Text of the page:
The P2SC can issue and execute six instructions per cycle, two of which can be floating-point multiply-add (FMA) instructions. It supports register renaming and out-of-order execution, although only for floating-point instructions. With dual branch units, the P2SC can also execute two branches per cycle, although only one can be taken, while the other is put on hold. The data cache is triple-clocked to handle two CPU accesses (load or store) plus a cache refill (write to cache from main memory). Thus, this part of the chip operates at 500 MHz.
   The P2SC's great performance is directly associated with the inclusion of up to 2 GB of DRAM across a 256-bit-wide interface. This interface plugs the processor directly into a byte stream bus of up to 2.2 GB per second. The chip also integrates a 64-bit I/O bus for peripheral interconnection.

>Can anyone tell me when where the MicroChannel Bus bottlenecks on the RS/600 line?  

Milton Miller
For the Combo boxes (520-560 except 550L, 320-340 and 350, 920, 930), the Micro Channel and IOCC max out about 17MB/s (writes) and 19MB/s (reads).   The newer XIO IOCC mahcines (Power w/32k I-cache and POWER2 machines) max out at 77MB/s (read or write per bus) sustained.  These are based on long (4k) block transfers by Bus Master devices, smaller blocks, slower adapters, and PIO to initate transfers will lower achieved throughput.

Also, in Combo boxes PIO (loads and stores vs dma) had last priority, in XIO they are hidden under grant (highest priority).

> (which models use the bus for memory access?)?  
All the RS/6000 series (including the PowerPC boxes) have a bridge from the IO bus to a system bus which gives access to memory for DMA (none use the Micro Channel for system memory).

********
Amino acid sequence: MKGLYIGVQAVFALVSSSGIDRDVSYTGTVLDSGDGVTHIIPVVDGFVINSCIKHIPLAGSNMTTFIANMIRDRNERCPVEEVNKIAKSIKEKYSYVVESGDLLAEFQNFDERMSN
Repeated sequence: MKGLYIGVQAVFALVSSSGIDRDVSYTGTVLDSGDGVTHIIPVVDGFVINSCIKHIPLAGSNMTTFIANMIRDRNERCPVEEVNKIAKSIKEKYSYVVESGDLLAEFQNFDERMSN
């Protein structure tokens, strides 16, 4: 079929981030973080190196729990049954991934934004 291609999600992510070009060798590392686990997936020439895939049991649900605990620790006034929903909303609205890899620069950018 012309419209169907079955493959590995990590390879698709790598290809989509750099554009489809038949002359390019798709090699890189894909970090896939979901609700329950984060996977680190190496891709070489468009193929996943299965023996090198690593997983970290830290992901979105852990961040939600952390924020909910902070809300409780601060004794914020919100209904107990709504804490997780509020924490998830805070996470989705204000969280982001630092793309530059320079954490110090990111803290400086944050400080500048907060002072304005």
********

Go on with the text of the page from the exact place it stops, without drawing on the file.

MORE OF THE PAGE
In systems with dual Micro Channel busses, both buses can operate at full bandwidth at the same time

 Faster XIO instead of I/O Channel Controller IOCC (Micro Channel controller)

 Frank Kraemer
>IBM ALSO has a link which IS proprietary called Serial Optical. This link hangs DIRECTLY OFF the CPU ( as opposed to all of the other network types which run via the Micro-channel ). It is this serial optical link that IBM itself uses to create parallel computing arrangements of RS/6000s. Serial Optical is only available on certain models of RS/6000. I think it is: 930,970,980,560, and 580 - maybe 540 & 550 also have it - I can't remember.

Serial Optical Link (called SOCC) IS proprietary - YES, but it's driven from the IOCC (I/O Controller Chip). The IOCC is attached to the CPU/RAM channel and drives the MicroChannel bus and the SOCC ports. It offers about twice the FDDI speed and is very very cheap, yes I know IBM and cheap are two different words ;-), but it's true. One SOCC adapter has two ports. You can have 1 SOCC adapter in all 5xx systems (2 ports) - all 9xx systems support 1 SOCC adapters (4 ports). The SOCC adapter does not need a MicroChannel slot.

   +--------+                          +--------+
   ! CPU    ! =========================! RAM    !
   +--------+         !!               +--------+
   40 MB/s MC or      !!
   80 MB/s MC      +--------+  SOCC   !--- SOCC Port 1
          +--------! IOCC   ! =======+                   (220 Mbit/s)
          !        +--------+         !--- SOCC Port 2
          +------ Micro Channel ......
          +------ Micro Channel ......
          +------ Micro Channel Adapter for FDDI (100 Mbit/s)
          +------ .....

The main disadvantage of SOCC is the point to point connection. Without any special switch you can connect only 3 boxes (5xx) together. This is a good solution for some kind of compute cluster,
but if you think of clustering more boxes the NSC switch is big money.

So the best solution is the combination of SOCC and FDDI:

            !            !             !
            X            X             X
           / \          / \           / \
          / 1 \        / 2 \         / 3 \      SOCC clusters  1,2,3
         X-----X      X-----X       X-----X
         !     !      !     !       !     !

before I stop, SOCC runs TCP/IP....